Financial markets will refocus on trade this week, as the long-awaited "phase one" trade deal between the United States and China is expected to be signed in Washington on Wednesday.
While details of the partial deal are scant, a successful signing will be a boost to both economies, said Mr Toby Wu, senior analyst at trading platform eToro.
It would also be a welcome bit of positive news amid other concerns that have been plaguing investors. At the end of last week, markets appeared to have largely moved past the US-Iran conflict, although Iran's admission over the weekend to having "unintentionally" shot down a Ukrainian passenger jet could cause tensions to flare up again. The country had previously denied any involvement in the crash.
Last Friday, US markets were dragged down by Boeing's deepening crisis over the 737 Max aircraft. Internal e-mail released by the corporation last Thursday revealed a disregard for safety and disrespect for the Federal Aviation Administration, as well as awareness among employees of the aircraft's potential failure.
The three major stock indices, which had hit all-time highs last Thursday, retreated following the news. The Dow Jones Industrial Average closed at 28,823.77, down 0.5 per cent; the S&P 500 retreated to 3,265.35 and the Nasdaq Composite Index ended at 9,178.86, both down 0.3 per cent.
While the US appears to be progressing on one trade front, investors should be wary of developments on another, said Mr Han Tan, market analyst at FXTM. In an outlook note last Friday, he flagged US President Donald Trump's pending decision to raise tariffs on European Union (EU) automotive goods, a move which the EU said would provoke retaliation.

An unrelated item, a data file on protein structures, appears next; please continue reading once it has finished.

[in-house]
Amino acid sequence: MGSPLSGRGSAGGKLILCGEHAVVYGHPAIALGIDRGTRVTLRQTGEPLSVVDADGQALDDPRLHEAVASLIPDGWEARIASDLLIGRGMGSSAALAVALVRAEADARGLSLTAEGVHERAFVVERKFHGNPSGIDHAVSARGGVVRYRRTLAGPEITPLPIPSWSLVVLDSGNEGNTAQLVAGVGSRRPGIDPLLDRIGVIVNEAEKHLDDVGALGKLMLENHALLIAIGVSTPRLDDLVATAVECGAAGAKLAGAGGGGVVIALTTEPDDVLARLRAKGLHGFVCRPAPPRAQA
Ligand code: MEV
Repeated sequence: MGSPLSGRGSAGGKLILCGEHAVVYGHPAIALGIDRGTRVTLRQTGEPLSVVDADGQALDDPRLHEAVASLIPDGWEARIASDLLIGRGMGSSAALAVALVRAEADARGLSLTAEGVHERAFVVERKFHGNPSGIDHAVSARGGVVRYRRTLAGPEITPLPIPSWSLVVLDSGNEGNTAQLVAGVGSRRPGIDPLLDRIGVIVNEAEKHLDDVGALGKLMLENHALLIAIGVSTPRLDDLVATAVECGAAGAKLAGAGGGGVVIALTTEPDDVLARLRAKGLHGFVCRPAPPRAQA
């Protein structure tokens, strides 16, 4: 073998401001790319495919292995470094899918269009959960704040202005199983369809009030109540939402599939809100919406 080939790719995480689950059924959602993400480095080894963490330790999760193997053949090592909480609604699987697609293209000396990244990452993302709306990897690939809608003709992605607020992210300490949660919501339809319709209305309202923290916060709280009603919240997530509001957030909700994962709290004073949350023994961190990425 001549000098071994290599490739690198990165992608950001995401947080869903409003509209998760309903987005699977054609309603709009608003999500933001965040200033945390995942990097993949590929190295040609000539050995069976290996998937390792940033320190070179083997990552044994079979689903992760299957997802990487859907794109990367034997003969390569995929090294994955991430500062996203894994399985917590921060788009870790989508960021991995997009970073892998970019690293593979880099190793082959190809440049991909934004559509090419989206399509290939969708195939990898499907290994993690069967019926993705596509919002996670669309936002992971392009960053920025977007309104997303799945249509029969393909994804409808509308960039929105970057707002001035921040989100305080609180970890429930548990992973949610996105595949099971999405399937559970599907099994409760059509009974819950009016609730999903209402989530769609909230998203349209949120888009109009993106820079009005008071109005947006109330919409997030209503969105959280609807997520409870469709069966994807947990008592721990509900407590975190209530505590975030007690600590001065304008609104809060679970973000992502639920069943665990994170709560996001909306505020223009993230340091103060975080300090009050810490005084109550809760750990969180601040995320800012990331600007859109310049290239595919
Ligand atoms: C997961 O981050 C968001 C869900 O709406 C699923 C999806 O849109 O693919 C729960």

"Should barriers to global trade be heightened once more, that may dim the chances of a global economic recovery in 2020," Mr Tan said.
The US will kick off a busy earnings season this week, with banks leading the way.
Data releases include last December's consumer price index tomorrow, advance retail sales on Thursday and industrial production numbers on Friday.
China is expected to report a rebound in December trade data tomorrow, with exports forecast to rise 1.9 per cent year on year, and imports to soar 9.5 per cent. Both measures were down 1.3 per cent last November.
This will be followed by its gross domestic product figures for the fourth quarter on Friday, with estimates coming in at 6 per cent GDP growth for the quarter to bring full-year growth to 6.1 per cent, down from 6.6 per cent in 2018.
Markets in Japan will be closed today for a holiday.
In Singapore, non-oil domestic export data for last December is due on Friday. UOB Global Economics and Markets Research forecasts a fall of 1.8 per cent year-on-year, an improvement on last November's 5.9 per cent decline.